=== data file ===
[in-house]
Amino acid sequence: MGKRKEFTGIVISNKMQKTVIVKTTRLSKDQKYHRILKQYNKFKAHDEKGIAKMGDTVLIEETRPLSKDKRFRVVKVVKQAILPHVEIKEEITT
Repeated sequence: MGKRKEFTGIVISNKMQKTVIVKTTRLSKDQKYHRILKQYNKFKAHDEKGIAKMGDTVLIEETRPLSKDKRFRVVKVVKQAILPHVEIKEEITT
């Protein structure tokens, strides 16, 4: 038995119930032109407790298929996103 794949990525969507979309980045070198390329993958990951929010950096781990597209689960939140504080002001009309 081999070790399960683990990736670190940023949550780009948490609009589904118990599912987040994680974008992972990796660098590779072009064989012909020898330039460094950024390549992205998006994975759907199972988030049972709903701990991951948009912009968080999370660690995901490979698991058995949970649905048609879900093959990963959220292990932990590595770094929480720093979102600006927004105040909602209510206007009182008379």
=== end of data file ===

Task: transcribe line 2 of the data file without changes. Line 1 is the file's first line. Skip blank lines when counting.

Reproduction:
Amino acid sequence: MGKRKEFTGIVISNKMQKTVIVKTTRLSKDQKYHRILKQYNKFKAHDEKGIAKMGDTVLIEETRPLSKDKRFRVVKVVKQAILPHVEIKEEITT